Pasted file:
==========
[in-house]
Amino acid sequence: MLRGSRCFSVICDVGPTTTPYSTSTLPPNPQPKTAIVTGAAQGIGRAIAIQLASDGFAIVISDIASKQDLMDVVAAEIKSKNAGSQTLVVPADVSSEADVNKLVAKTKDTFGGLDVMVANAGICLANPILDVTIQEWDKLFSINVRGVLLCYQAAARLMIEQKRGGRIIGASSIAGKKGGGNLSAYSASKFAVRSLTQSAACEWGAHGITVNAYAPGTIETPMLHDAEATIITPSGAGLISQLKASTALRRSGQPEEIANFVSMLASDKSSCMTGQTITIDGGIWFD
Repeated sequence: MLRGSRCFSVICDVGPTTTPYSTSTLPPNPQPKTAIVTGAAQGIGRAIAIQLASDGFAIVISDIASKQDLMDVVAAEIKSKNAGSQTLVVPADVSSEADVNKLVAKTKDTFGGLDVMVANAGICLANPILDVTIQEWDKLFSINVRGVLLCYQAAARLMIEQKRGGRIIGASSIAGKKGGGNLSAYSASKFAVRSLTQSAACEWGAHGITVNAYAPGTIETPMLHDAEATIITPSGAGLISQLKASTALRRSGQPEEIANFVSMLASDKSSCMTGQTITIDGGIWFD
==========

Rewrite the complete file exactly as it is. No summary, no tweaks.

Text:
[in-house]
Amino acid sequence: MLRGSRCFSVICDVGPTTTPYSTSTLPPNPQPKTAIVTGAAQGIGRAIAIQLASDGFAIVISDIASKQDLMDVVAAEIKSKNAGSQTLVVPADVSSEADVNKLVAKTKDTFGGLDVMVANAGICLANPILDVTIQEWDKLFSINVRGVLLCYQAAARLMIEQKRGGRIIGASSIAGKKGGGNLSAYSASKFAVRSLTQSAACEWGAHGITVNAYAPGTIETPMLHDAEATIITPSGAGLISQLKASTALRRSGQPEEIANFVSMLASDKSSCMTGQTITIDGGIWFD
Repeated sequence: MLRGSRCFSVICDVGPTTTPYSTSTLPPNPQPKTAIVTGAAQGIGRAIAIQLASDGFAIVISDIASKQDLMDVVAAEIKSKNAGSQTLVVPADVSSEADVNKLVAKTKDTFGGLDVMVANAGICLANPILDVTIQEWDKLFSINVRGVLLCYQAAARLMIEQKRGGRIIGASSIAGKKGGGNLSAYSASKFAVRSLTQSAACEWGAHGITVNAYAPGTIETPMLHDAEATIITPSGAGLISQLKASTALRRSGQPEEIANFVSMLASDKSSCMTGQTITIDGGIWFD